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Publication numberUS3535626 A
Publication typeGrant
Publication dateOct 20, 1970
Filing dateSep 4, 1968
Priority dateDec 30, 1966
Also published asDE1613442A1
Publication numberUS 3535626 A, US 3535626A, US-A-3535626, US3535626 A, US3535626A
InventorsNishikawa Toshiro, Uemura Saburo, Umezawa Yasuo, Yamada Toshiyuki
Original AssigneeSony Corp
Export CitationBiBTeX, EndNote, RefMan
External Links: USPTO, USPTO Assignment, Espacenet
Magneto resistance flements for detecting magnetic fields
US 3535626 A
Abstract  available in
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Claims  available in
Description  (OCR text may contain errors)

OC- 20, 1970 SABURO UEMURA ETAL 3,535,626

MAGNETO RESISTANCE ELEMENTS FOR DETECTING MAGNETIC FIELDS 2 Sheets-Sheet 1 Original Filed Dec. 4. 1957 I N VENTO/Q5 ATTORNEYS Oct. 20, 1970 sABuRo uEMuRA ETAL. 3,535,625

MAGNETO RESISTANCE ELEMENTS FOR DETECTING MAGNETIC FIELDS Original Filed Dec. 4. 196'? 2 Sheets-Sheet 2 `INVENTORS maar@ Ueffzzzfaf l Taf/gym Yf/zafaf y FZ5/afa BY ma m ma@ rzzezaza' M v m ATTORNEYS United States Patent O 3,535,626 MAGNETO RESISTANCE ELEMENTS FOR DETECTING MAGNETIC FIELDS Saburo Uemura and Toshiyuki Yamada, Yokohama-shi, Toshiro Nishikavva, Tokyo, and Yasuo Urnezawa, Yokohama-shi, Japan, assgnors to Sony Corporation, Tokyo, Japan, a corporation of Japan Original application Dec. 27, 1967, Ser. No. 693,881. Divided and this application Sept. 4, 1968, Ser. No. 757,402 Claims priority, application Japan, Dec. 30, 1966 (utility model), 42/ 1,162 Int. Cl. G01r 33/02 U.S. Cl. 324-46 3 Claims ABSTRACT OF THE DISCLOSURE This invention is directed to magnetoresistance elements such as formed with intrinsic semiconductor substrates which produce a variable resistance output in response to a magnetic field. By connecting a pair of magnetoresistance elements in a common circuit and oppositely poled, a very sensitive magnetic field detecting device is obtained. A plurality of pairs of magnetoresistance elements can also be connected in circuit in the form of a bridge to produce a very sensitive magnetic field detecting means.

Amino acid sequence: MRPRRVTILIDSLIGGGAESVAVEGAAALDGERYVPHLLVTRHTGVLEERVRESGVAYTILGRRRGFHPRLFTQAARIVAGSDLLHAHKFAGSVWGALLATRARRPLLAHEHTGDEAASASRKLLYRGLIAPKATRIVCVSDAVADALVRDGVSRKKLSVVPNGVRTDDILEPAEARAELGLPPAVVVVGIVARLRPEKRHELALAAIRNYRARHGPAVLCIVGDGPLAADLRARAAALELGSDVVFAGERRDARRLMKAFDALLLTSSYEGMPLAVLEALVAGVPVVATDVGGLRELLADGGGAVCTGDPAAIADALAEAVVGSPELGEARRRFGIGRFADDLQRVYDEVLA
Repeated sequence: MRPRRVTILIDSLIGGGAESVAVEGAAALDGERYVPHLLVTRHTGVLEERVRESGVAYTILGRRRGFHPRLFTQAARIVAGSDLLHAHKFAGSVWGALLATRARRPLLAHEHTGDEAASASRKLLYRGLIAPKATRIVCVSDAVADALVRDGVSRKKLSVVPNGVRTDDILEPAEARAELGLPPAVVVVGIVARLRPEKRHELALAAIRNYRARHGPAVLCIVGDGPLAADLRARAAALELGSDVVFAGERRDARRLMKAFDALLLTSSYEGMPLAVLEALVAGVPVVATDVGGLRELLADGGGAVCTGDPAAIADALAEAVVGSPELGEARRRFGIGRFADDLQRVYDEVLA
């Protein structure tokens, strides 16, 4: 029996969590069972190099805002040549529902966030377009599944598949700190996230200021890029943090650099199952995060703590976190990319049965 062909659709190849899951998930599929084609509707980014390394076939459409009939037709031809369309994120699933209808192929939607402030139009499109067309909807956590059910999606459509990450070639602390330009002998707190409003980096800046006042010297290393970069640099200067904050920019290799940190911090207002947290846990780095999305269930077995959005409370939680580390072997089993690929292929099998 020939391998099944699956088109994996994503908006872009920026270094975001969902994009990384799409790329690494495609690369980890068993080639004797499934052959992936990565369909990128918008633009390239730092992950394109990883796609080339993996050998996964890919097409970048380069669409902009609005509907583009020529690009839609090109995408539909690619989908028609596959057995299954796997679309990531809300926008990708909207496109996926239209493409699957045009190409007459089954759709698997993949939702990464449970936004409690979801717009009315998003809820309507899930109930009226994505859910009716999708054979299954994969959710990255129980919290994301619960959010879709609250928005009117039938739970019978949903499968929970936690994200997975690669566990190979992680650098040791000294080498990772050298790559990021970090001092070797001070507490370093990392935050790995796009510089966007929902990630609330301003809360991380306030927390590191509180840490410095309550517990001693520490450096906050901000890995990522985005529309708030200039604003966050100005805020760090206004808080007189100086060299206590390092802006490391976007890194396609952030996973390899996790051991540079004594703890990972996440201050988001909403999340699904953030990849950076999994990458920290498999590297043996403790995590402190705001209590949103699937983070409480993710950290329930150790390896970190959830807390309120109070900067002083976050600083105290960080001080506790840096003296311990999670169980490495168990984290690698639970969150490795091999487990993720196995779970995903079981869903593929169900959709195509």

CROSS REFERENCE TO- RELATED APPLICATIONS This application is a division of application 693,881 entitled Brushless DC Motor filed Dec. 27, 1967. The magnetoresistance elements disclosed in this application are disclosed and described in detail in copending application Ser. No. 673,658, filed on Oct. 9, 1967.